Religion Makes You Desirable—in the United States

i_love_faith_heart_t_shirt-p235984353191506522qw5h_210From Tom Rees of Epiphenom:

Previously, I took a look at some recent research on how competition for mates affects how religious people say they are. When a group of students in the United States were subtly reminded that there’s a lot of competition for potential mates, they responded by claiming to be more religious. One potential explanation for this is simply that being religious is seen as socially desirable.
If this were true, then you would expect that people who are inclined to “self enhance” (i.e., paint a rather flattering portrait of themselves) are also more likely to say they are religious. There have been a huge number of studies looking at this over the years (57 studies, in fact, totaling more than 15,000 subjects), and Constantine Sedikides at Southampton University in the United Kingdom has just compiled the results into a mega-study.
The results confirm that religion is strongly correlated with socially desirable responding (the tendency to give answers about yourself that you think will make you look good). There are two kinds of socially desirable responding: self-deception (subconscious) and image manipulation (consciously talking yourself up). Overall, image manipulation, but not self-deception, was correlated with religion.
Sedikides was able to look at the two fundamental aspects of religion (well, as it is understood in the Western world, at least)—extrinsic and intrinsic religion. Extrinsic religion is basically the externalized expression of religion, whereas intrinsic religion is the internalized beliefs.
Now, you might think that extrinsic religion would be closely linked to image manipulation, but you’d be wrong. In fact, both self-deception and image manipulation were linked to higher intrinsic religiosity, while extrinsic religion was actually linked to less of both kinds of self-enhancement.
A fascinating result, but it becomes even more interesting when you break it down at the national level. As you can see from the graph below, the strongest effect of religion on self-enhancement is in the United States. In Canada and the United Kingdom, the link between intrinsic religion and self-enhancement is smaller. Bizarrely, in the United Kingdom, self-enhancement is linked to more extrinsic religion (unlike the United States and Canada, where self-enhancers are actually less likely to claim extrinsic religiosity).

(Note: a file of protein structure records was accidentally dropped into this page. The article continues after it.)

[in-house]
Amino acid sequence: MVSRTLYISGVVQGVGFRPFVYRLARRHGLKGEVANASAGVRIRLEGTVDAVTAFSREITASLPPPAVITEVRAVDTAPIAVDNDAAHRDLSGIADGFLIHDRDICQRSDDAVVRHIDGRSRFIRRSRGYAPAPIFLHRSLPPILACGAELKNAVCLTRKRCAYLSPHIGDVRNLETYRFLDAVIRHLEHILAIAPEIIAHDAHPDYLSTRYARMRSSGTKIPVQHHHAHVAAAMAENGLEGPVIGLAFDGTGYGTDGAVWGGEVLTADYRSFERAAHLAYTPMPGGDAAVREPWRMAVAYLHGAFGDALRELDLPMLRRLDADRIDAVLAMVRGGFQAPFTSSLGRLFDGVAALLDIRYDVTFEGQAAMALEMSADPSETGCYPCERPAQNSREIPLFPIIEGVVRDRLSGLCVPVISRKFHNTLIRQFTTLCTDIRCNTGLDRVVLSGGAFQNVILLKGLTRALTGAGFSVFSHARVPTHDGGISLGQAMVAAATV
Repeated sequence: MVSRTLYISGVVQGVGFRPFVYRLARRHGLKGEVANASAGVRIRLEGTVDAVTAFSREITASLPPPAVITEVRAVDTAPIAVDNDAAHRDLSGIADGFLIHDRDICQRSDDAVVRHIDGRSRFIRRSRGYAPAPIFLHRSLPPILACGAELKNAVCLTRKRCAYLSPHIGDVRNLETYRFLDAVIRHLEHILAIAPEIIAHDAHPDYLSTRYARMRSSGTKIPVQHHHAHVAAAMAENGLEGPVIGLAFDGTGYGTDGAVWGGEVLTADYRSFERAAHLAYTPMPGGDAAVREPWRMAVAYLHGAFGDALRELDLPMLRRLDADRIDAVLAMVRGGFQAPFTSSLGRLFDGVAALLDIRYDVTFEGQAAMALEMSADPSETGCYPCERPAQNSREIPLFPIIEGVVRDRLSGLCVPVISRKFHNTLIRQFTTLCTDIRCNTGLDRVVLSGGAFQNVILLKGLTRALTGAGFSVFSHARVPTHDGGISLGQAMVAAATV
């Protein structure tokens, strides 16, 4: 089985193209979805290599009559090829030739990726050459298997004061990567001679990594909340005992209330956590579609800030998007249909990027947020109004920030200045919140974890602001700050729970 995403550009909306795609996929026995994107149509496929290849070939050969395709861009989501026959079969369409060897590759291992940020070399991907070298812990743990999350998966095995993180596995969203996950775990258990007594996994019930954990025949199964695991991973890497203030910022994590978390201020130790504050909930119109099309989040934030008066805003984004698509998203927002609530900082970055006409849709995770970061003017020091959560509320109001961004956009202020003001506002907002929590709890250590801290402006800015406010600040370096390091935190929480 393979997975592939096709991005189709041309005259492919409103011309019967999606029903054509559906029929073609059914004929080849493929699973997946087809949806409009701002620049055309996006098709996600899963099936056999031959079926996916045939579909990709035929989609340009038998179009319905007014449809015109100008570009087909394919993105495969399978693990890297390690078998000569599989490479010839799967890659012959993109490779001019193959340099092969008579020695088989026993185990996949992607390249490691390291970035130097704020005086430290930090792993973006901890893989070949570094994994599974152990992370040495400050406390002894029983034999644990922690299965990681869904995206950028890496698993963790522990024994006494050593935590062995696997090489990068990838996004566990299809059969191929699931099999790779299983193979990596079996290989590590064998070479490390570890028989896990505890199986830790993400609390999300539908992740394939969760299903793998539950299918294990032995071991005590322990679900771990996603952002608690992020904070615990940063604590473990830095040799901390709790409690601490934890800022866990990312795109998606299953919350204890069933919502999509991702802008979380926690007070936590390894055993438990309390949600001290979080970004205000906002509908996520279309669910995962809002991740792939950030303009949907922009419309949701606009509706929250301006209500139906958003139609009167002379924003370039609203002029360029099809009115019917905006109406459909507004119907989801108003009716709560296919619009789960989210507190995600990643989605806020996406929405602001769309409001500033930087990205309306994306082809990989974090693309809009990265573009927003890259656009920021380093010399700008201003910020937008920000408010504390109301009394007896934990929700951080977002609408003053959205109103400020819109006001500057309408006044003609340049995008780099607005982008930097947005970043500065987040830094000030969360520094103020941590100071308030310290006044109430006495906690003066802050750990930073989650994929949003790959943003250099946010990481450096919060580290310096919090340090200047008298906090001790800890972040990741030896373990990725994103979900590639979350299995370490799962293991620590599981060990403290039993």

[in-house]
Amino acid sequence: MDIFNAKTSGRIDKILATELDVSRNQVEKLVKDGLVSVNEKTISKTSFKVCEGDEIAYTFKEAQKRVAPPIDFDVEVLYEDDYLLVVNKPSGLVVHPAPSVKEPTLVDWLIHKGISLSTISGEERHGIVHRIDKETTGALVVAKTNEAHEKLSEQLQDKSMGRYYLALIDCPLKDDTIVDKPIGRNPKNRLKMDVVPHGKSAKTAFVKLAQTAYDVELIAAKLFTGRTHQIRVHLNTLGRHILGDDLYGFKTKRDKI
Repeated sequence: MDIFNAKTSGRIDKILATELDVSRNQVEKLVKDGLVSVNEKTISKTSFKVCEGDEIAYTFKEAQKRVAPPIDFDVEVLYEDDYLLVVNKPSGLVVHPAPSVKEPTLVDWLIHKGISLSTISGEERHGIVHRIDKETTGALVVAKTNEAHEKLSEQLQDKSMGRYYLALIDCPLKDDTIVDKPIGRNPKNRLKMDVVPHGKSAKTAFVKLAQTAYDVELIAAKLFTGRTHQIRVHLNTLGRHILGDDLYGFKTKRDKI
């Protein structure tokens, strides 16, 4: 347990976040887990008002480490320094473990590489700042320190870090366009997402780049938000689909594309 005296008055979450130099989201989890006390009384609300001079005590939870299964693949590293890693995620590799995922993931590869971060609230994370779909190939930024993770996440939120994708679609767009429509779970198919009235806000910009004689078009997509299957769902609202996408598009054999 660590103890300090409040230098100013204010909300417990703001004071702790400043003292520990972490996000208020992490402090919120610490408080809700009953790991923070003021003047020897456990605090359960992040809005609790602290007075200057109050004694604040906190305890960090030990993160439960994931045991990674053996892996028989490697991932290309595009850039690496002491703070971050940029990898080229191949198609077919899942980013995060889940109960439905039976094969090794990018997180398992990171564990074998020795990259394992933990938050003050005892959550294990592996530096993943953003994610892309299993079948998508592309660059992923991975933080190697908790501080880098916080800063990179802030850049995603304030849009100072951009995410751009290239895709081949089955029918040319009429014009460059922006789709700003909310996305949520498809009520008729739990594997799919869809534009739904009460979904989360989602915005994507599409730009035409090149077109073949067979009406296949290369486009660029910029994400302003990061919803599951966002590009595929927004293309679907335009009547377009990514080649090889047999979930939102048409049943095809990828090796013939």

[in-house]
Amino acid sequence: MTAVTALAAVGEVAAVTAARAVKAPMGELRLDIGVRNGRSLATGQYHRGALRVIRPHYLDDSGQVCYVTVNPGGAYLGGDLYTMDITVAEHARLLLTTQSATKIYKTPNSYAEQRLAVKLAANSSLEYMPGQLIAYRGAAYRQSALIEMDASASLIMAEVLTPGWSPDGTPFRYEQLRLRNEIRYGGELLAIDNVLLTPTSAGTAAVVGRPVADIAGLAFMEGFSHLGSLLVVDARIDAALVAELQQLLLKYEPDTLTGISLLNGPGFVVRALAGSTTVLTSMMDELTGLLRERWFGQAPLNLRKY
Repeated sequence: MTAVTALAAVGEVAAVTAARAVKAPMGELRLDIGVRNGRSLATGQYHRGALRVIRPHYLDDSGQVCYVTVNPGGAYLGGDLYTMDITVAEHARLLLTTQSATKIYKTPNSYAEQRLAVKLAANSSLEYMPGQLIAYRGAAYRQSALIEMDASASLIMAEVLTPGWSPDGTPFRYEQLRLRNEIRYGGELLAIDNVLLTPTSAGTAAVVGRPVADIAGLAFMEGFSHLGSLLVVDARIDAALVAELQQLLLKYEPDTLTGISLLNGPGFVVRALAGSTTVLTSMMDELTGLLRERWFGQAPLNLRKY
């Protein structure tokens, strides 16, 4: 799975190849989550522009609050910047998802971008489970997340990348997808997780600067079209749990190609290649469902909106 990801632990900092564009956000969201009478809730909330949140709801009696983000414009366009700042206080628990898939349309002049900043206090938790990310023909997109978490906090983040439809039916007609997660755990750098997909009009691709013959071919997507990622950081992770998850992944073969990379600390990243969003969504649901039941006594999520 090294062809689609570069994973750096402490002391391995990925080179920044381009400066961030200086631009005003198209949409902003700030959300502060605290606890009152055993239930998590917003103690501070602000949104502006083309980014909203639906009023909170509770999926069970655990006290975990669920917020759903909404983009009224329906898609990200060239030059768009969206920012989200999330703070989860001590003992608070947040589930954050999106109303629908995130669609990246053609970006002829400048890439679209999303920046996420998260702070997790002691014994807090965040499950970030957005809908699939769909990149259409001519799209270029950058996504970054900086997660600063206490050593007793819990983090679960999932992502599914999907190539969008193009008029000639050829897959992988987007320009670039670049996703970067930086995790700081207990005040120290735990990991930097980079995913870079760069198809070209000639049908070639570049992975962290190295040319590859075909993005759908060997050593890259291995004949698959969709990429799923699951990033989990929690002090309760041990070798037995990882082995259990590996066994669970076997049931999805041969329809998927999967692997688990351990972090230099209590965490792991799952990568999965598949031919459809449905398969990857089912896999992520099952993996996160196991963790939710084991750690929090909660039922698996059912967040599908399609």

Sedikides speculates that this comes down to the different role of religion in the United States compared with Canada and, especially, the United Kingdom.
In the United States, most people are religious, and it’s common for people to frown upon those who are only religious for what could be seen as superficial reasons. Self-enhancers respond by saying they are intrinsic believers, but they are not extrinsically religious. (Compare this with the study last year that showed people in the United States believe the religious to be healthier, happier, and more normal than they actually are)
In the United Kingdom, religion is a minority pursuit and subject to ridicule. Self-enhancers respond by saying they don’t really take the beliefs too seriously, but they are in it for the community and social side.
Sedikides also looked at the difference between secular universities in the United States and Christian ones, and found something similar. Self-enhancers at Christian universities report high intrinsic religion and low extrinsic religion. This effect is muted at secular universities (especially for extrinsic religion).
Now, if you’ve read this far, you are probably wondering why there is all this talk of cause and effect given that all the data are correlational? Well, Sedikides has an answer. He points out that it’s well known that people use a wide variety of means to satisfy their self-enhancement motives, so you would expect them to use religion as well. What’s more, self-enhancement is a very basic psychological structure, whereas religion is primarily a cultural adaptation.

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